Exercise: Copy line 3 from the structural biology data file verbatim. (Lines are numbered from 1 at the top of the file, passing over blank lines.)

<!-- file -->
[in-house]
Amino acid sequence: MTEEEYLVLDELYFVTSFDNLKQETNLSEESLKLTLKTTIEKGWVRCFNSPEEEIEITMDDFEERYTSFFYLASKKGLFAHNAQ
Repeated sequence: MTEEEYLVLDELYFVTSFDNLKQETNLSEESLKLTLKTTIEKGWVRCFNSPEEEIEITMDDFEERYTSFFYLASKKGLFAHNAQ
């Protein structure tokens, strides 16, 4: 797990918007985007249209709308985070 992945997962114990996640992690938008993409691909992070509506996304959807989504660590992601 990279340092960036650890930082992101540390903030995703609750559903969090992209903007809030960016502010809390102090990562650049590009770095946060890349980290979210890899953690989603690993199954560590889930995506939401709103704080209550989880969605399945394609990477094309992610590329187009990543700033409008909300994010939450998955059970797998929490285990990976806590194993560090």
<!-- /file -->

Repeated sequence: MTEEEYLVLDELYFVTSFDNLKQETNLSEESLKLTLKTTIEKGWVRCFNSPEEEIEITMDDFEERYTSFFYLASKKGLFAHNAQ